If cultural compatibility is a priority for your organization, how do you assess this when hiring? Our panelists suggested having candidates meet with several members of the organization from different levels and business lines. Beyond giving your team exposure to the candidate, this helps the candidate better understand the role they would be filling.

Diversity was cited by our panelists as another vital piece of the hiring puzzle. All agreed that diverse slates and teams are essential to building a dynamic and successful business.

When Interim Resources Make Sense

In some instances, a permanent hire is not the best solution. All members of our panel agreed that creative use of interim attorneys and paraprofessionals can be a great way to supplement a legal team. The scenarios that warrant contract legal help include, but are not limited to:

  • Periods of increased workload that are temporary and/or inconsistent
  • Medical leave
  • Niche skill set or area of expertise your team does not possess
  • Stop gap while a permanent search is conducted

Another popular alternative hiring solution is the contract-to-hire model. This strategy can address several concerns associated with hiring, including cultural fit and budget. Most employers have felt duped at one point or another after having made an ill-suited hire. Bringing someone on in a temporary capacity essentially allows for an extended interview process. This is a chance to assess whether a candidate has the appropriate substantive skills, the right work ethic and is a solid cultural fit. This approach is far less costly than making the wrong hire.

Several of our panelists were enthusiastic about the contract-to-hire method, having used it on multiple occasions. Initially, they might have felt some concern about the quality of candidates when opting to go this route. However, most emphasized that this fear was unwarranted: some of their best hires started as interim attorneys and legal professionals.

Since contract-for-hire resources can often be characterized as an expense, they are a smart alternative when your budget will not allow for permanent headcount. Additionally, an interim professional can be used to strengthen your case for expanding the team. Finally, interim resources may be a preferable alternative to the fees associated with extensive use of outside counsel.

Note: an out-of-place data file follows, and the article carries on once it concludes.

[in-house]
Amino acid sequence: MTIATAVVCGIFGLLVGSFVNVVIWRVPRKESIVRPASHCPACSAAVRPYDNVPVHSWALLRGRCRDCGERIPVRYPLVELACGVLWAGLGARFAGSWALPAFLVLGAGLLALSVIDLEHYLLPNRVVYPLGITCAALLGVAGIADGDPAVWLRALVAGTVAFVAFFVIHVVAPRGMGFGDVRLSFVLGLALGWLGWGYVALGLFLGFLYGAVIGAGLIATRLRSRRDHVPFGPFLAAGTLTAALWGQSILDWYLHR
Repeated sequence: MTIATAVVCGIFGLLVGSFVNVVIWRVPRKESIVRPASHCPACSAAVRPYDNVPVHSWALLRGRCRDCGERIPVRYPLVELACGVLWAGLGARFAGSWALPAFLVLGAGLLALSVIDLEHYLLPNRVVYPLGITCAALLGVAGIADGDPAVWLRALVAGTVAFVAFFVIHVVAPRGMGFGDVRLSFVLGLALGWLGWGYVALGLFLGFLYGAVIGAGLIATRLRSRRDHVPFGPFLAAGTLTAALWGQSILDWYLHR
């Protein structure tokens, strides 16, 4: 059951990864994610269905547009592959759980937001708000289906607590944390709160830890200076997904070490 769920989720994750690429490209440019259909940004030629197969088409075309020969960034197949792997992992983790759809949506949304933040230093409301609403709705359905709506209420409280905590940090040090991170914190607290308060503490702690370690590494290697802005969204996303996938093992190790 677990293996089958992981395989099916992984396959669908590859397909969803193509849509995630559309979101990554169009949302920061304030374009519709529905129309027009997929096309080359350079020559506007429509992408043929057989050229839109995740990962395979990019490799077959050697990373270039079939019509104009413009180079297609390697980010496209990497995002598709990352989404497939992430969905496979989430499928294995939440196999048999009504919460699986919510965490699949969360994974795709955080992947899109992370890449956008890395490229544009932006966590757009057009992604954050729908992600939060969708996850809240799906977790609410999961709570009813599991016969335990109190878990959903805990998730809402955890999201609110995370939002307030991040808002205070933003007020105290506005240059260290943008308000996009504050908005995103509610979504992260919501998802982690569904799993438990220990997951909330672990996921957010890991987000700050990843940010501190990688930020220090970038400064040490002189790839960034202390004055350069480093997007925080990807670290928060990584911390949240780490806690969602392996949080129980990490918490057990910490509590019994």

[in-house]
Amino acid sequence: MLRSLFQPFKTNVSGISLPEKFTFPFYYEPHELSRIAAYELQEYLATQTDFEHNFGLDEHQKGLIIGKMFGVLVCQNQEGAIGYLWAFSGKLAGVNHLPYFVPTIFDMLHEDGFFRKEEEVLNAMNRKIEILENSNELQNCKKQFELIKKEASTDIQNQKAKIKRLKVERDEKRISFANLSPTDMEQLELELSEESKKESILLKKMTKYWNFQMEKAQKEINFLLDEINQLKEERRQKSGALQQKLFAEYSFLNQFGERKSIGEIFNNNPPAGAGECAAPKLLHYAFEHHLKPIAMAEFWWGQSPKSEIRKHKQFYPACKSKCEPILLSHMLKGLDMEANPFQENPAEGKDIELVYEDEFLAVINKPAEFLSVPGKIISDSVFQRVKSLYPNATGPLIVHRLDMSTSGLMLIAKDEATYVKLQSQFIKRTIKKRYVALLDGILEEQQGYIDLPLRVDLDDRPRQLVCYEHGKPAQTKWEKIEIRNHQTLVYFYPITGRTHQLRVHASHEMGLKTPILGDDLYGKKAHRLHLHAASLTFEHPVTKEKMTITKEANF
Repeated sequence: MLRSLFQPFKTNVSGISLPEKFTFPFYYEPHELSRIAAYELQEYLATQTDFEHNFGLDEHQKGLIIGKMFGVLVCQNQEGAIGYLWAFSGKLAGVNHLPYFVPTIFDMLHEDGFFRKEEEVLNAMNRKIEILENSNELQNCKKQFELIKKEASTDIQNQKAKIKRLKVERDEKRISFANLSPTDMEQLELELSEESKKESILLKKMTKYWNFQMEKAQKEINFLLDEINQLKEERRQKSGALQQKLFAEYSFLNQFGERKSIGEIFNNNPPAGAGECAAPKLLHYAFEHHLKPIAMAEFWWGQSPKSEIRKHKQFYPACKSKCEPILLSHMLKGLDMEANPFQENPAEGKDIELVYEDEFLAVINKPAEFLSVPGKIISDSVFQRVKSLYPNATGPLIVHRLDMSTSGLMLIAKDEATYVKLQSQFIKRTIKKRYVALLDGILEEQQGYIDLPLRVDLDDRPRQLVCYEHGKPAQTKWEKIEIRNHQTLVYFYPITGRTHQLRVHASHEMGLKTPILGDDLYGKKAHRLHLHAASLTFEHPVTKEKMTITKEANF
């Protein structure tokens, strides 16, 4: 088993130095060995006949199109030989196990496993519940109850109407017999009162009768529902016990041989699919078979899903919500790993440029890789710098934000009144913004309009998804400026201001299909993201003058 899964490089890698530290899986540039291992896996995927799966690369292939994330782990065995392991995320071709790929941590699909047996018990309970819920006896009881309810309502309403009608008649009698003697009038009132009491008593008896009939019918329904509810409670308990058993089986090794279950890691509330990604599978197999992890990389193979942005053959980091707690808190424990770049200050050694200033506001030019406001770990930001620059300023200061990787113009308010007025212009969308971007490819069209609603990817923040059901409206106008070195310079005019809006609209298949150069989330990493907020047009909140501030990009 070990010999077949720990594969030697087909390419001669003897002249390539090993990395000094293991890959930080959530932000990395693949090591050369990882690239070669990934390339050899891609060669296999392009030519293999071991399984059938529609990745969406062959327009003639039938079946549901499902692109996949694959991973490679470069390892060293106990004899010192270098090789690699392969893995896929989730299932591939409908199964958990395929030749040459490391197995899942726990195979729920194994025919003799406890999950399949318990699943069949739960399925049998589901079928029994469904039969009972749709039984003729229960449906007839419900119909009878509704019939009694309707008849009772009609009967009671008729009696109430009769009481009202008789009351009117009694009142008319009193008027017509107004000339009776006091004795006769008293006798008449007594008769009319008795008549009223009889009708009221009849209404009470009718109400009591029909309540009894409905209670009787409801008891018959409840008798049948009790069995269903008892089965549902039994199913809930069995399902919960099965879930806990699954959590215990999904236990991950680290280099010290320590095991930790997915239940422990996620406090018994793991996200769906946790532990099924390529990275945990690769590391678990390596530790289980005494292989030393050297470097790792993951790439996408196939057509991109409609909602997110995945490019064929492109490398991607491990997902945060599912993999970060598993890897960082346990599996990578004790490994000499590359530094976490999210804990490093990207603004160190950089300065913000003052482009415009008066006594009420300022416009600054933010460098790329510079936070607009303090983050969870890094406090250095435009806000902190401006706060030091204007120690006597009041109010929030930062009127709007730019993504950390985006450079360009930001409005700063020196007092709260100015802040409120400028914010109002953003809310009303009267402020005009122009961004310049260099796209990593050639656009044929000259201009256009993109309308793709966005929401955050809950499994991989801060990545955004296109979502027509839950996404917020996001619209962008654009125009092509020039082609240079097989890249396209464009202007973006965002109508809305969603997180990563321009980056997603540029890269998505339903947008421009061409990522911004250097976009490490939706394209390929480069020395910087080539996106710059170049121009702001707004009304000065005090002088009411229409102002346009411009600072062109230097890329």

Should You Go It Alone in the Hiring Process?

Some organizations who are looking to save money will attempt to source candidates through their own talent acquisition efforts. However, our panelists all agreed that recruiting in the legal space comes with a unique set of challenges that may not be well-navigated by an internal team. It is also time-consuming, particularly when it comes to the vetting process. Assistance from external consultants is often necessary, whether you are looking to add a new lawyer or building an entire legal team from the ground up. A recruiter who understands your needs—and the types of candidates that will best serve your organization—can greatly accelerate the interviewing process and can significantly increase the chances of a great hire.

Planning Makes Perfect

Whether you are motivated by cost savings, improving efficiencies or enhancing the quality of your legal advice, an in-house legal department can be a true asset to your business. A team with expertise in both the law and your business can save you time, help you to avoid costly missteps and even enhance your competitive advantage.

Taking a thoughtful, creative and methodical approach to building your in-house legal group is imperative. With the right people in place, the team will be much more than a cost center; it has the potential to become a strategic partner in your company’s long-term success.